The History of Four Loko
The Blood Orange Wheat, a "non-standard wheat beer" that's made with blood orange juice, is how Farmington Brewery made a name for itself -- and it’s a beer that’s justly as tantalizing and refreshing as it sounds. Situated right on Grand River in Downtown Farmington, the brewery is a comforting favorite among locals. Order in your favorite takeout -- the spot allows outside delivery -- and casually dine at one of the cozy tables inside, while sipping on a signature 4C’z Slam ("The four C’s stand for Chinook, Cascade, Centennial, and Crystal. The Z stands for Zeus." ABV: 6.9%) or tipping back a Dirtbag Brown, which is smooth, sweet, and a little roasty at a 4.4% ABV.
Beards, a basement, and brews -- if you had to sum up Cellermen’s in Hazel Park in three words, that would just about do it. But there’s so much more looming below the surface of this Elks Lodge-meets-VFW hall-meets-high-falutin' meadery, you simply have to experience it for yourself. For newcomers feeling a bit overwhelmed by the ambience, try the Moscow Miel (6% ABV) made using Michigan wildflower honey with fresh ginger and lime, or the Pineapple Cider (6% ABV), which pairs pineapple from the Philippines and Star Thistle honey. If you're ready to delve into the experiment, Cellerman's makes curious small-batch beers, too: try Lady Boy, a Thai jasmine rice IPA at 6.5% ABV, or El Hefe, a rye-based hefeweizen with peppery notes of orange. Then do as one does, in one’s basement: chill.
With offbeat and quirky names for its brews -- case in point the Nice Bloobs Blueberry Ale (“The bloobs bring you the flavor”) and the 8.3% ABV All Hopped Up -- the entire staff at North Center exudes an effervescent sense of humor. Ignore the Office Space-vibe exterior and drop in for shuffleboard, the sweet taste of Bloobs, and a sociable chat with the bartender -- her day job is as a kindergarten teacher. Or if berry beers don’t whet your appetite, make your entrée into North Center’s selections with a tasting flight. Make sure the Bobby English E.S.B. (6.3% ABV) and the True North Wheat (5.5% ABV) finds its way in there.
The dusky walls of Witch’s Hat Brewing Co are lined high with the individual mugs of its regulars -- those people who crush on the brews SO MUCH that they pay $50 a year just for that privilege. Of course, there are other perks to the membership -- among them, drinking the remarkable beer that Witch’s Hat conjures up daily. The Train Hopper IPA is the Hat’s flagship beer, and absolutely worth the trip out to the middle of nowhere (sorry, South Lyonites); it’s a remarkably well-balanced, dry-hopped IPA. But if IPAs are not your bag, just stop in and ask the bartender to recommend something more in your wheelhouse. The staff at Witch’s Hat are some of the most knowledgeable, patient, and friendly of any brewery in any town -- pull up a seat and sit a spell.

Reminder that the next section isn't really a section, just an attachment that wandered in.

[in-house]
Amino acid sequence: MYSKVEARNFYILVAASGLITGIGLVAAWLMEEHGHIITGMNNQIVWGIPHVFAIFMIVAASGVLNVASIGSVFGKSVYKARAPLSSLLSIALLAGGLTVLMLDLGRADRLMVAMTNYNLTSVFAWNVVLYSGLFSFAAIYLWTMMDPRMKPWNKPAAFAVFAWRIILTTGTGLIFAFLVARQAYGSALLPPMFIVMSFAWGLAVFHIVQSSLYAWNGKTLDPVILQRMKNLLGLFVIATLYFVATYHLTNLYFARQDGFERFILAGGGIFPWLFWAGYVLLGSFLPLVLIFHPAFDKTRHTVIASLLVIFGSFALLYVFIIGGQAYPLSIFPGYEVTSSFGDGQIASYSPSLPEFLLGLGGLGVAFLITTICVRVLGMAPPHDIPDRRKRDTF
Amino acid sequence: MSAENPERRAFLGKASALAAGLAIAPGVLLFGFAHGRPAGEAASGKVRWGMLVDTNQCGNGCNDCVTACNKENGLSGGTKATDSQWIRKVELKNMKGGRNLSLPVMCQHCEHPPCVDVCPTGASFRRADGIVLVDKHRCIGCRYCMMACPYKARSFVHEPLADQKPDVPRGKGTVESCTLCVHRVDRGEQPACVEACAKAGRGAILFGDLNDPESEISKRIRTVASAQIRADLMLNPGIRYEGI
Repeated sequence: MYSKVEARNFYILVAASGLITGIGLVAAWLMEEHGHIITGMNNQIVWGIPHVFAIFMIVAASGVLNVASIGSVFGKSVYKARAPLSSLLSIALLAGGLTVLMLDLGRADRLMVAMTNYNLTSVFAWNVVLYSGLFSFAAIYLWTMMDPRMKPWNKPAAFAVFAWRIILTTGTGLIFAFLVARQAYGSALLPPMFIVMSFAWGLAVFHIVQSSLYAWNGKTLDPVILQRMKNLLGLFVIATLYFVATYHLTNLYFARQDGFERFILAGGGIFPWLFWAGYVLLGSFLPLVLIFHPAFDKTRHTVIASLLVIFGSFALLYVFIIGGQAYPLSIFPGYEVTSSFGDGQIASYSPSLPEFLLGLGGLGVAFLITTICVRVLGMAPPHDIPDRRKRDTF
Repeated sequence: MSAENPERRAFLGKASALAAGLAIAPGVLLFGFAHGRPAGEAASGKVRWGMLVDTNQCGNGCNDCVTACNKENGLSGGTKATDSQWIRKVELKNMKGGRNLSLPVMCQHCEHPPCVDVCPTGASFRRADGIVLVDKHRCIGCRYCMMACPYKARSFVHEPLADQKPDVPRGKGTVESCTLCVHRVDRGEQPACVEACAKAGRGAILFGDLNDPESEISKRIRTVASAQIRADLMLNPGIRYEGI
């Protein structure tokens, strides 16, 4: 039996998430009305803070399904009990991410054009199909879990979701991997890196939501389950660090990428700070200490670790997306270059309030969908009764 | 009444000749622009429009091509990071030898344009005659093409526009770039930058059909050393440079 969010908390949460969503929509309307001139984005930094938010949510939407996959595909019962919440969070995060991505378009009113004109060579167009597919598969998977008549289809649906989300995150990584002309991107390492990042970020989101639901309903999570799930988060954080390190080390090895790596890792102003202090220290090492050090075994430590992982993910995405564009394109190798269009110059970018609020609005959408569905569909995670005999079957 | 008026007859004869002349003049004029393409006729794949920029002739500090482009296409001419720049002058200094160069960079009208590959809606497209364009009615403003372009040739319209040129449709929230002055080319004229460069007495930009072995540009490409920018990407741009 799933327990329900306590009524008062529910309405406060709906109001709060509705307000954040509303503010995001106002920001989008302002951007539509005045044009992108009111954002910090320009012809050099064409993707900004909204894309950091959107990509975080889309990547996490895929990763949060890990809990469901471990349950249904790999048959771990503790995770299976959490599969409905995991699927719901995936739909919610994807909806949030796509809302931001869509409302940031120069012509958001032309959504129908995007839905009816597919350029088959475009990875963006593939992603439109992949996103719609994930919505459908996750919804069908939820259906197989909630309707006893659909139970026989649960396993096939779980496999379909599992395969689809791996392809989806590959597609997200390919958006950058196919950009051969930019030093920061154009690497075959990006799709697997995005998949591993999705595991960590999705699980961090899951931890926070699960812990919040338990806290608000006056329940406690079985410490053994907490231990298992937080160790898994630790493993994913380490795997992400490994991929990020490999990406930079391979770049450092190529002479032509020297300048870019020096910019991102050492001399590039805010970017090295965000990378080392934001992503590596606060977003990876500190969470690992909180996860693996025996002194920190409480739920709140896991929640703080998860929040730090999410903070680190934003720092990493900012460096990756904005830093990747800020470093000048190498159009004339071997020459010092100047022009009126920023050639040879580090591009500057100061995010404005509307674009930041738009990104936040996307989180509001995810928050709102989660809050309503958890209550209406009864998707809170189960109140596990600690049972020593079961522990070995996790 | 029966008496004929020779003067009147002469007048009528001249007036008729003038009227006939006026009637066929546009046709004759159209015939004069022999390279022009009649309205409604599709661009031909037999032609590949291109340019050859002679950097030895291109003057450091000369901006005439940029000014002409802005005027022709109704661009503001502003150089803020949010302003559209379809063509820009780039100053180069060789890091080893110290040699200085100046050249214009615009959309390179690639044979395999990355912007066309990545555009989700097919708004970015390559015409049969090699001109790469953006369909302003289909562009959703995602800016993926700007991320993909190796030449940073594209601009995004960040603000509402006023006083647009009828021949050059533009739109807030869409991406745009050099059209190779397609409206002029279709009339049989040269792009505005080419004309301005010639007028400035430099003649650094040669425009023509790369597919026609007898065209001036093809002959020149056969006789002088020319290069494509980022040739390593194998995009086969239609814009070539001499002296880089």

Drafting Table, with its wide-open interior, blue-bricked backsplash, and oblong wooden taps radiates charm and quiet on a Saturday afternoon. It’s the perfect locale to grab a Rezolute IPA (West Coast style, with citrus and pine, 7.7% ABV), its flagship beer. But come Saturday night, when the small town of Wixom is all dressed up and looking for somewhere drinkish to go, the joint is likely to be standing-room-only. The Mug Club -- you get a handmade ceramic mug that lives on the wall of Drafting Table when you're not around -- sold out within the first month of operation; after tasting the Hefeweizen (a German style beer with hints of clove and banana) or the Proud Lake Porter (earthy and oaky, 6.0% ABV), you’ll be ready to add your name to the list of ale-lusty hopefuls when the club reopens later this year.
Kuhnhenn set out to do craft beer a full decade before many of the other destinations on this list -- and as the newer, flashier breweries have appeared on the scene, the lads over in Warren have gone the way of Rodney Dangerfield: they can’t get no respect. But if you head over to the taproom on Chicago Rd, or to its second location on Groesbeck in Clinton Township, you’ll find over 26 beers on draft, including the Double Rice IPA (DRIPA), which took home a gold medal in the IPA category at the 2012 World Beer Cup, which is basically the biggest beer competition out there. According to the Kuhnhenn brothers, the DRIPA finds its unique flavor from “huge citrus hop character in the aroma, followed by a medium-high bitterness, balanced surprisingly well with cereal malty notes.” According to the locals signaling the bartender for their third pint of the evening, it’s just damn good.
The taps at Ascension rotate frequently, and as a small batch brewery, that Four Udders nitro milk stout that had you swooning today might just be all dried up tomorrow. Open for just over a year, Ascension brings an atmosphere of rustic sophistication to its little corner of Novi; think less "hipster clientele" and more "corporate hobnobbers and middle-aged couples canoodling on dinner dates." But the food at Ascension is good (it has a full restaurant menu; don't sleep on the street tacos), and the beers are better -- so don’t knock it until you’ve tried it. And you really oughta try it.
Old Town Plymouth
Hidden away in Plymouth’s Old Town, Liberty Street is the kind of no-frills brewery that will captivate the ale-loving purist. It’s a wistfully intimate setting, with tall mirrors elongating the oaky bar; just the sort of place you could envision some of Michigan’s early settlers resolving a heady dispute over cattle long ago while raising a pint of Eagle Eye IPA (that’s Michigan-grown Cascade hops you’re tasting). Pop in for trivia night, stay for the popcorn, and settle in with a pint of the coffee flavored and chocolate scented Starkweather Stout (6.1% ABV). The rest is history.